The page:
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“Bite-Size Bits of Local, National, and Global History”

Near Monticello in Wright County, Minnesota — The American Midwest (Upper Plains)
 

Minnesota's Highways

 
 
Minnesota's Highways Marker image. Click for full size.
By Barry Swackhamer, August 30, 2020
1. Minnesota's Highways Marker
Inscription.  Minnesota's system of highways evolved gradually. The earliest routes were Native American trails linking major waterways -- trails later used by fur traders. Next came military and stage roads, the main routes of overland travel until railroads crisscrossed the state at the end of the 19th century.
Where other roads were needed, each township built its own. But unskilled labor and lack of planning resulted in miles of unconnected, poor-quality roads.
As the state's population grew, so did the need for roads that travelers could count on. Farmers wanted dependable roads to get their crops to market. Merchants hoped better roads would increase their trade. In the 1890s, together with proponents of a new national fad -- bicycling -- they formed the Good Roads Movement, joining a national crusade for all-weather, all-season thoroughfares.
The advent of the automobile at the turn of the century and the heavy use of trucks in WW I, increased the demand for good roads. Motorists yearned to travel to faraway vacation spots but poorly marked roads made it difficult to get there. To encourage tourism, community boosters throughout the
Minnesota's Highways Marker image. Click for full size.
By Barry Swackhamer, August 30, 2020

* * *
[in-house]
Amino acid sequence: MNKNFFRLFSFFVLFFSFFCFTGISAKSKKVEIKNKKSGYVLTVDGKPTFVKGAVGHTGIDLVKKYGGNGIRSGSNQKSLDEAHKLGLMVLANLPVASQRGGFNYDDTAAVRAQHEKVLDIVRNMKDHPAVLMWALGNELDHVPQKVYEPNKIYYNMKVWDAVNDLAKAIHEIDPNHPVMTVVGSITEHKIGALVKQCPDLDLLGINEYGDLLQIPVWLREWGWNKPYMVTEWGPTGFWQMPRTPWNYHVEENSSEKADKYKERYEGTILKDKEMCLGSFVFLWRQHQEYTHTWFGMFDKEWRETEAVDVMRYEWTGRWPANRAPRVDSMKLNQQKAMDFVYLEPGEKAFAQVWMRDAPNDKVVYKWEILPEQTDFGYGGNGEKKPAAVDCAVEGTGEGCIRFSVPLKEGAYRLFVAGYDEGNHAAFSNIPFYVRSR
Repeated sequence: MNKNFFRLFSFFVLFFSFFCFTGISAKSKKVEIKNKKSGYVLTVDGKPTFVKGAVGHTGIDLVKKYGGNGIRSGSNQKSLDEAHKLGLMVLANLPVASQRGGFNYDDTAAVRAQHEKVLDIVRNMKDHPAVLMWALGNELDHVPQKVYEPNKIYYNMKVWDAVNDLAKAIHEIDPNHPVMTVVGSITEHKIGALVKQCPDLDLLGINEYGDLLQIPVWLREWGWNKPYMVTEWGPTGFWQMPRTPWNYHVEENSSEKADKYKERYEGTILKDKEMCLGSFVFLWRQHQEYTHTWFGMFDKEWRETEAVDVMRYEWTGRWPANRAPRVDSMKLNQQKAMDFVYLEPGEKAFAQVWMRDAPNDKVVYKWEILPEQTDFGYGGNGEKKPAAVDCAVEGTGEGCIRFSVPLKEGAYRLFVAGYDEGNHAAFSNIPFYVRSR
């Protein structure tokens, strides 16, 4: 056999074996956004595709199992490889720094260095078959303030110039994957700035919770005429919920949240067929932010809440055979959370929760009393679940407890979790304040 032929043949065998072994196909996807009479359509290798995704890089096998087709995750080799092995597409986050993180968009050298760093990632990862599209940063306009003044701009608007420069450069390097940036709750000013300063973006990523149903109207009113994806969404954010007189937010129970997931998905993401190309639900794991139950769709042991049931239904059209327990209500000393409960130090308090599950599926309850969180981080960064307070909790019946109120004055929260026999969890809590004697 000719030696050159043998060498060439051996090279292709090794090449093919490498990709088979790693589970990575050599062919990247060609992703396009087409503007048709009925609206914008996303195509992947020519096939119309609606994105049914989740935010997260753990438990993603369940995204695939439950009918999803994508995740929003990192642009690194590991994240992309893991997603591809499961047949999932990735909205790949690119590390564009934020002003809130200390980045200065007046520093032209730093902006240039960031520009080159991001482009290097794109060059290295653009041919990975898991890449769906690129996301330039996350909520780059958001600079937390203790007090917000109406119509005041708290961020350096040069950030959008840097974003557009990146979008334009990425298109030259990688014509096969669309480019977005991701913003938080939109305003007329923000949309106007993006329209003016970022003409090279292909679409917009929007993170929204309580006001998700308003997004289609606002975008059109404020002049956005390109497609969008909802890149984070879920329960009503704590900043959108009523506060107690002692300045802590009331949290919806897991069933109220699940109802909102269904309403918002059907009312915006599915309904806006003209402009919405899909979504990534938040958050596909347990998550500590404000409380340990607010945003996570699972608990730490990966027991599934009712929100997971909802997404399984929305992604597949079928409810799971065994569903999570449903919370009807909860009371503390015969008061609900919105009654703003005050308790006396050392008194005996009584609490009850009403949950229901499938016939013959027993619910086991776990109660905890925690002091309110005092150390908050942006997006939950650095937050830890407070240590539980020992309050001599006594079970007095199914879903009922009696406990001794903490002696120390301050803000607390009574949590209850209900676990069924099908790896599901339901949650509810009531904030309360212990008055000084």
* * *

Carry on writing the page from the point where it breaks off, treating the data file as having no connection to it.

2. Minnesota's Highways Marker
country mapped out interstate tourist routes known as blazed trails, each given colorful names and marked with distinctive signs. The goal was to persuade state and federal governments to take over the tourist routes. It worked.
Minnesota's state highway system took its present shape in 1921 when a state constitution amendment authorized the Minnesota Highway Department to oversee the design, construction, and maintenance of all state highways. This new era of state management meant better planning, and safer, more dependable roads.
The 1940s and 1950s saw passage of national laws to created a new system of high-speed interstate highways connecting the country's major cities. Three of them -- I-35, I-90 and I-94 cross through Minnesota border-to-border.
Today's road system combines many classes of road -- township, municipal, county, state and federal -- that together form aa well-integrated transportation network.
 
Erected 1997 by Minnesota Historical Society and Minnesota Department of Transportation.
 
Topics. This historical marker is listed in this topic list: Roads & Vehicles.
 
Location. 45° 20.962′ N, 93° 54.428′ W. Marker is near Monticello, Minnesota, in Wright County. Marker is on Interstate 94 at milepost 190 near County Road
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8, on the right when traveling east. This marker is at the Enfield Rest Stop. Touch for map. Marker is in this post office area: Monticello MN 55362, United States of America. Touch for directions.
 
Other nearby markers. At least 2 other markers are within 10 miles of this marker, measured as the crow flies. The Fox Family (approx. 4.7 miles away); Exploring The Mississippi Headwaters (approx. 9.3 miles away).
 
 
Credits. This page was last revised on September 29, 2020. It was originally submitted on September 29, 2020, by Barry Swackhamer of Brentwood, California. This page has been viewed 29 times since then. Photos:   1, 2. submitted on September 29, 2020, by Barry Swackhamer of Brentwood, California.
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Oct. 21, 2020